300BC Hermes bust dug up in Athens sewage works

Message from past: Head of Hermes PICTURE: AP

A STATUE of the Greek god Hermes dating back to 300BC has been found just 4ft below street level in Athens. The bust, unearthed during sewage works, would originally have served as a street marker but was later built into the wall of a drainage duct, the Greek Culture Ministry said. Unusually, the fleet-footed Hermes — who carried messages from the other Gods — is depicted at ‘a mature age’. The bust is in the style of sculptor Alcamenes, who flourished in the second half of the fifth century BC.

‘Largest ever’ crop of dross competes for Turnip Prize

A RECORD 120 entries have been received for this year’s Turnip Prize — the annual spoof award for ‘crap art’. Organiser Trevor Prideaux said he has ‘ordered a second skip’ after being deluged with works. Among those shortlisted are Rock on Tommy, a rock on top of a tomato by The Very Reverend Canon Ball; and Shut the D**k Up, a duck with gaffer tape over its beak by Doug Tunn. Winners of the competition will receive an actual turnip on a wooden base. It began in 1999 in response to modern art’s famous Turner Prize.

Premier Inn resting easy with 50,000 pillow sales

THE little things people miss during lockdown include bedding down at the Premier Inn, it seems. The budget hotel chain has revealed it is selling almost 150 of its Hypnos pillows each day. It has shifted more than 50,000 in 12 months, with 57 per cent of buyers opting for the soft variety and 43 per cent going for firm. Premier Inn said: ‘While we have missed being able to welcome our guests over the past few weeks, we’re pleased so many are still benefiting from the comfortable pillows found in our hotel rooms in their own homes.’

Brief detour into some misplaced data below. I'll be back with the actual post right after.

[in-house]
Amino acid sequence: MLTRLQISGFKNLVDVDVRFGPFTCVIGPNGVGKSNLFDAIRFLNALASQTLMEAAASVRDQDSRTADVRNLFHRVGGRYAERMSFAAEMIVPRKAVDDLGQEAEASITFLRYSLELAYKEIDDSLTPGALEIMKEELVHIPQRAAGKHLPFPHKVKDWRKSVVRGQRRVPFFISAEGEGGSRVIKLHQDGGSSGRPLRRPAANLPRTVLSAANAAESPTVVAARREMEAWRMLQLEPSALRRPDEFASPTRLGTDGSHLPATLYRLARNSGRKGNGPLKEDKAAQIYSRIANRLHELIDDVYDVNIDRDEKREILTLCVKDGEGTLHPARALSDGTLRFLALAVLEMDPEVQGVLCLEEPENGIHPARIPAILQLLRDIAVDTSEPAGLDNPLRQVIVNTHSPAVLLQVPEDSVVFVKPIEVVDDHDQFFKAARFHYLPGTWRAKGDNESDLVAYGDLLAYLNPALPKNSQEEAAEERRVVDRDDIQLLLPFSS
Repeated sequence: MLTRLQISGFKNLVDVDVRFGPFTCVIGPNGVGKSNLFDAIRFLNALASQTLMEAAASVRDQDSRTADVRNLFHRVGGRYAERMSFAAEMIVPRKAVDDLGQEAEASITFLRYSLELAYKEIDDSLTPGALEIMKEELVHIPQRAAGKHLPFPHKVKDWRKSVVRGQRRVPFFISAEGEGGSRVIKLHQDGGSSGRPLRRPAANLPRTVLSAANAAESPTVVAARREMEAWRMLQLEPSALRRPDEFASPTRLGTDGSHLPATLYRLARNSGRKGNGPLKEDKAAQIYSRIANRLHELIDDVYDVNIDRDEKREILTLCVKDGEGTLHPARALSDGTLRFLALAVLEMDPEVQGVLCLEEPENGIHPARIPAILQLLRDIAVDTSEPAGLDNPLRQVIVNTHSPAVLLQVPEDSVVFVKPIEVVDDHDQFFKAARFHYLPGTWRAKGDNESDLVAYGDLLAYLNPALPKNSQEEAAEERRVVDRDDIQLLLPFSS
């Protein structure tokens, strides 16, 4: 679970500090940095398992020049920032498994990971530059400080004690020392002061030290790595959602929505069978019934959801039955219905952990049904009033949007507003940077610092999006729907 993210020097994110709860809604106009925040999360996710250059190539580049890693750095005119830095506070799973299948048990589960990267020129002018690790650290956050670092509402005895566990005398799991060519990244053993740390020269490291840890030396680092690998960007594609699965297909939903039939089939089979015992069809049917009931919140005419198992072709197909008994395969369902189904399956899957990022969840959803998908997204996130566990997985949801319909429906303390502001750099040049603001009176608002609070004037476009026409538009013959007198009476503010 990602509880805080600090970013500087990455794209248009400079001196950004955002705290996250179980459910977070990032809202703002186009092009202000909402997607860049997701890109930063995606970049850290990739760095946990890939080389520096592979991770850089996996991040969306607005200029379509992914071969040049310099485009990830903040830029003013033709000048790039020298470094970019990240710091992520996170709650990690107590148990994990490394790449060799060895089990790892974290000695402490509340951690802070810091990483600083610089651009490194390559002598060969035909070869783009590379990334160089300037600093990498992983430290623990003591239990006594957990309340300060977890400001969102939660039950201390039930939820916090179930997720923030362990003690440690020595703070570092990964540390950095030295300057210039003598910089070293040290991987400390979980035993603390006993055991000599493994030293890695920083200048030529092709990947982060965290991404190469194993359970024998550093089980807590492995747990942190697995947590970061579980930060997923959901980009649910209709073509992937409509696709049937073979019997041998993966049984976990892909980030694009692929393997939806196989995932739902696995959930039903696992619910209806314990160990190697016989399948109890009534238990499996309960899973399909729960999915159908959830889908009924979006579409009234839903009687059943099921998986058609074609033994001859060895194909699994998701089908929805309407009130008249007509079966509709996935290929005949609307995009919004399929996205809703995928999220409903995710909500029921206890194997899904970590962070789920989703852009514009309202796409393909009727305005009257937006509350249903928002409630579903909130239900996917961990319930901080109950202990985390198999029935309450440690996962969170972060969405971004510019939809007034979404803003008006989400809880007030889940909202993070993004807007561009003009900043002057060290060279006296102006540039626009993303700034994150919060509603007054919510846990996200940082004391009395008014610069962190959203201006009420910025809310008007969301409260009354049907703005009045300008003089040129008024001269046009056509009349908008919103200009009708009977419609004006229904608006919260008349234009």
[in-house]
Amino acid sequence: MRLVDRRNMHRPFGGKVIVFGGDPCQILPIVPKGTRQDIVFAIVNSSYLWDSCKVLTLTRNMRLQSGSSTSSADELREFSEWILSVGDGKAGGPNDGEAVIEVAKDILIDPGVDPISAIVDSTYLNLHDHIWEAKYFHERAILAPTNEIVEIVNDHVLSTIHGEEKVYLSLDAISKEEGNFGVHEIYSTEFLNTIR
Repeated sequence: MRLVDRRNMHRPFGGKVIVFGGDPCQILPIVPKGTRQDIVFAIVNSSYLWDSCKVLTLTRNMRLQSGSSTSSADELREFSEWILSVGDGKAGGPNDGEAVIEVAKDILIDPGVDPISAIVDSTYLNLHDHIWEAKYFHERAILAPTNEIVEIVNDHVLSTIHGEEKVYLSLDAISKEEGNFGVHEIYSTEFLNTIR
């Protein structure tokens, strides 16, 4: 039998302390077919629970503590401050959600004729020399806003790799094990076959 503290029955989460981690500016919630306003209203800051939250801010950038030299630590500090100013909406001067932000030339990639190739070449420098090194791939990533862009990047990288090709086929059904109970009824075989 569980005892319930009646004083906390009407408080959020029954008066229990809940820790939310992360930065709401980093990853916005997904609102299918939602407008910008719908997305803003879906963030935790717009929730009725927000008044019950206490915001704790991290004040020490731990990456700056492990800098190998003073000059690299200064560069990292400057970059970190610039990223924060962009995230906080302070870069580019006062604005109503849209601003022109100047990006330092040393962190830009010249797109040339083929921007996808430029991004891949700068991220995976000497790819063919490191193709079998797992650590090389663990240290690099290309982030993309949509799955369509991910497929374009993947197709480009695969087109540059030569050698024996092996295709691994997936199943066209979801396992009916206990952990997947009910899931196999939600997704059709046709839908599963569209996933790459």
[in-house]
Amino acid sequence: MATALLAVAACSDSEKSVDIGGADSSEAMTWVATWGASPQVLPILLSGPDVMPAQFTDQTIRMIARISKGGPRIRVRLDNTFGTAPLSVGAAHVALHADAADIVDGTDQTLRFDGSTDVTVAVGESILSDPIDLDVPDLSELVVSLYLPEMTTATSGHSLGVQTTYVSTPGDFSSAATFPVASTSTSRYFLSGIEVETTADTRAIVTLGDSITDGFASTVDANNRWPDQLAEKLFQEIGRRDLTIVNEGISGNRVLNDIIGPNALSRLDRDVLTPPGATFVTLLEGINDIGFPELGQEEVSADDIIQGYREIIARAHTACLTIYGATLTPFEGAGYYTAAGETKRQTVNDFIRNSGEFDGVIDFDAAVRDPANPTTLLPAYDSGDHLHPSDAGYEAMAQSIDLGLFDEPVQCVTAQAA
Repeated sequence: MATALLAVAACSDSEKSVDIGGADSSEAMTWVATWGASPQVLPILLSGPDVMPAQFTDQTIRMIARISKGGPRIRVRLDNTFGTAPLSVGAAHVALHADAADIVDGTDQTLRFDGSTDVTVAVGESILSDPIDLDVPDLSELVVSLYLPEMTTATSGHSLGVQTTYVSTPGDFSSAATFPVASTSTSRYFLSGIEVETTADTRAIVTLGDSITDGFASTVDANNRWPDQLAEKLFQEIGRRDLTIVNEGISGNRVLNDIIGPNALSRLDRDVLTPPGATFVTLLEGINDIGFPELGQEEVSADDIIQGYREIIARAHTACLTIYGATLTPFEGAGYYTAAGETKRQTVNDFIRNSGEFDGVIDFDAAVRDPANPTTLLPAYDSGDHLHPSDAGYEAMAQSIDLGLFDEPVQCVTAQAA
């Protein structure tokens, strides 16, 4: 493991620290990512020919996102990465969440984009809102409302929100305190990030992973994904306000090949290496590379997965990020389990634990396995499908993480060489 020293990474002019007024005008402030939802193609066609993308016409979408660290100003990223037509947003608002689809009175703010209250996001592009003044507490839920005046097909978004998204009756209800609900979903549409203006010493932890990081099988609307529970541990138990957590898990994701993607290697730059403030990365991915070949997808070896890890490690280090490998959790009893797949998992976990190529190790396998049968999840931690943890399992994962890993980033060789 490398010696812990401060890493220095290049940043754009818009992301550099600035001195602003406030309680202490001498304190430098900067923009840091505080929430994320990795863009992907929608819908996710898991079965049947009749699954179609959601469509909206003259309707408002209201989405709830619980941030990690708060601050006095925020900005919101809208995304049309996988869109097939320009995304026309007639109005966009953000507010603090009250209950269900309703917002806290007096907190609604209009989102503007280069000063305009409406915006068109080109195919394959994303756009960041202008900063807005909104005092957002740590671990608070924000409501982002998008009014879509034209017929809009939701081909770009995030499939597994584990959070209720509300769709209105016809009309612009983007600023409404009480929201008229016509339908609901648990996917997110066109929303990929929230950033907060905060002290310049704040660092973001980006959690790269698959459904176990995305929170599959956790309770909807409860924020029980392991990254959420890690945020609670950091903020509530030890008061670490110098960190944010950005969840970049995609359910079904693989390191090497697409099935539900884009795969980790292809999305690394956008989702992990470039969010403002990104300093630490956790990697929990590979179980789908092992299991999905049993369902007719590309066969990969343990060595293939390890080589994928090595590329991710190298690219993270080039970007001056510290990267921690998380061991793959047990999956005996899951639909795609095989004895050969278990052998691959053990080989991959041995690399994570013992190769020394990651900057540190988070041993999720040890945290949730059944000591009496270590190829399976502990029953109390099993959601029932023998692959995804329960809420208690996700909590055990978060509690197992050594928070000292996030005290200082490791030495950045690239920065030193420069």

■ SPACEX has launched astronauts to the International Space Station on the first taxi flight for NASA by a private firm. The four on board are expected to arrive early today.

■ AT LEAST seven people died and 11 were injured in a fire at a Hong Kong restaurant. Candles lit to mark Diwali may have sparked the blaze at the venue in an apartment block.

■ SCIENTISTS are calling for labels similar to that on alcohol after cannabis has become 24 per cent stronger over 50 years, leading to a greater risk of addiction and psychosis, University of Bath found.

■ A MARIO KART-STYLE electric buggy, a third the size of a normal car, has been created from plastic on a 3D printer. With a top speed of 45mph, The Chameleon could be ideal for short trips, says Swindon engineering firm Scaled.

■ MOST side-effects from statins may be from the ‘nocebo effect’ — thinking it will make them ill, an Imperial College London study finds. Around 8million people in the UK take statins to lower cholesterol.

■ A PLANE hit and killed a brown bear while landing in Alaska. No crew or passengers were hurt in the accident at Yakutat airport, and the bear’s cub was uninjured.